California adopts low-carbon, alternative fuel standard

SACRAMENTO, Calif. — The Golden State has adopted a Low Carbon Fuel Standard regulation that calls for the reduction of greenhouse gas emissions from transportation fuels by 10 percent by 2020.

The California Air Resources Board will implement Gov. Schwarzenegger’s rule aimed at boosting the market for alternative-fuel vehicles.

According to Associated Press, activities include drilling new oil wells, planting corn, and delivering fuel to retail locations. It requires providers, refiners, importers and blenders to ensure that the fuels they provide for the California market meet an average declining standard of "carbon intensity."

California is also providing funding to assist in the early development and deployment of the most promising low-carbon fuels.

The American Trucking Associations filed comments with CARB, asking the agency to delay implementation of the low carbon fuel standard and to embrace a national solution to reducing the carbon intensity of transportation fuels.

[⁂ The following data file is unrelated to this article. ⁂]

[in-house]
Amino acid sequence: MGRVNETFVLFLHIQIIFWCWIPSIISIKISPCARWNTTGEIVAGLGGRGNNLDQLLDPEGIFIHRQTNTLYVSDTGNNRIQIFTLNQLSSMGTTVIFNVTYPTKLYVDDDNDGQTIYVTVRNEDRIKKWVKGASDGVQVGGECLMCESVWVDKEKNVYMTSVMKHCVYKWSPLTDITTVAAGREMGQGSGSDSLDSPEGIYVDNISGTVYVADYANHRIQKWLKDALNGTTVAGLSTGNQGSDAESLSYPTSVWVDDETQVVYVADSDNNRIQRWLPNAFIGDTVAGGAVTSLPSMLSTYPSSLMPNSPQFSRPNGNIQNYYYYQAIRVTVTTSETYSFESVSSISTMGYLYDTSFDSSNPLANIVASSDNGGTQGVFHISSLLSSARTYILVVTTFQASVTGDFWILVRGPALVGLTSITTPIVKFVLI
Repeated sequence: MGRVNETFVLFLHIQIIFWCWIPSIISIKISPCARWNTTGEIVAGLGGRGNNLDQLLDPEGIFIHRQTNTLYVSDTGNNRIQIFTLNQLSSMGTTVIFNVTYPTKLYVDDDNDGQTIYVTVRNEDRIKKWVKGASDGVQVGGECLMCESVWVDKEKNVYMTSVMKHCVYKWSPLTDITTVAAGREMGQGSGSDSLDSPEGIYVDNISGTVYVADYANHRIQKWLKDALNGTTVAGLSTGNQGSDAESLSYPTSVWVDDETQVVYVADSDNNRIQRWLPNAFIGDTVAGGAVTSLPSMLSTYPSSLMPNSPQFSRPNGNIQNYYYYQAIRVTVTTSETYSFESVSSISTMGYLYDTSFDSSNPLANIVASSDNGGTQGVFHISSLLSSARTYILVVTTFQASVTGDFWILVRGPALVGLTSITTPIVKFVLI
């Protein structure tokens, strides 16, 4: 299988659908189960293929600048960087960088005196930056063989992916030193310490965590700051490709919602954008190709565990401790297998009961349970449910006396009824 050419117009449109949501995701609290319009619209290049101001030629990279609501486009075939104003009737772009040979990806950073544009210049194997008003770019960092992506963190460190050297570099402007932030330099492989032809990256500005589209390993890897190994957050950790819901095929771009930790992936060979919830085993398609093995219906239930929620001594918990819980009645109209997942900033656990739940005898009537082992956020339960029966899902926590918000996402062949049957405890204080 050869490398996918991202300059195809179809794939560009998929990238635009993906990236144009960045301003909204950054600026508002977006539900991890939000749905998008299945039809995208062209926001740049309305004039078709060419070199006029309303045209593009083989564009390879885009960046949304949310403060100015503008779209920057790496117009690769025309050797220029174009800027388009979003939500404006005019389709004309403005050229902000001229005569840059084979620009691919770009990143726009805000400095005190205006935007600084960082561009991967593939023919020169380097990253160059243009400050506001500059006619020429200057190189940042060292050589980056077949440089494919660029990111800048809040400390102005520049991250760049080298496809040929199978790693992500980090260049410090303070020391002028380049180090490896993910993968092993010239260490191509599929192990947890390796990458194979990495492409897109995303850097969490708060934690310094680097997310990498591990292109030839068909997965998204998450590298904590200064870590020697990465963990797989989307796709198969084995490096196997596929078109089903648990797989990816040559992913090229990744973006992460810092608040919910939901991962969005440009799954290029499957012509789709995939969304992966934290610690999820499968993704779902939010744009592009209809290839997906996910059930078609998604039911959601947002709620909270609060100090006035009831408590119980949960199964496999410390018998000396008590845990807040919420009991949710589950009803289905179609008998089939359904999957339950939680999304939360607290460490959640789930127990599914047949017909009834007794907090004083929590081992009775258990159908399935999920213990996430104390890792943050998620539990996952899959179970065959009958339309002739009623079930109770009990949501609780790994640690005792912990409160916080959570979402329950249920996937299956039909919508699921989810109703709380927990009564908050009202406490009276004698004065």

ATA pointed out that the California plan could actually increase carbon emissions by forcing biofuels produced under the federal renewable fuel standard to be transported to California for consumption rather than being consumed close to where they are produced.

ATA also raised concerns over the costs of the proposed standard and the challenges that high percentage biodiesel blends and natural gas alternatives create for the trucking industry.

The petroleum industry also asked CARB to delay their decision, warning that the state may be moving too quickly, and that the alternative fuels that would be required under the proposal might not be available in the quantities needed.

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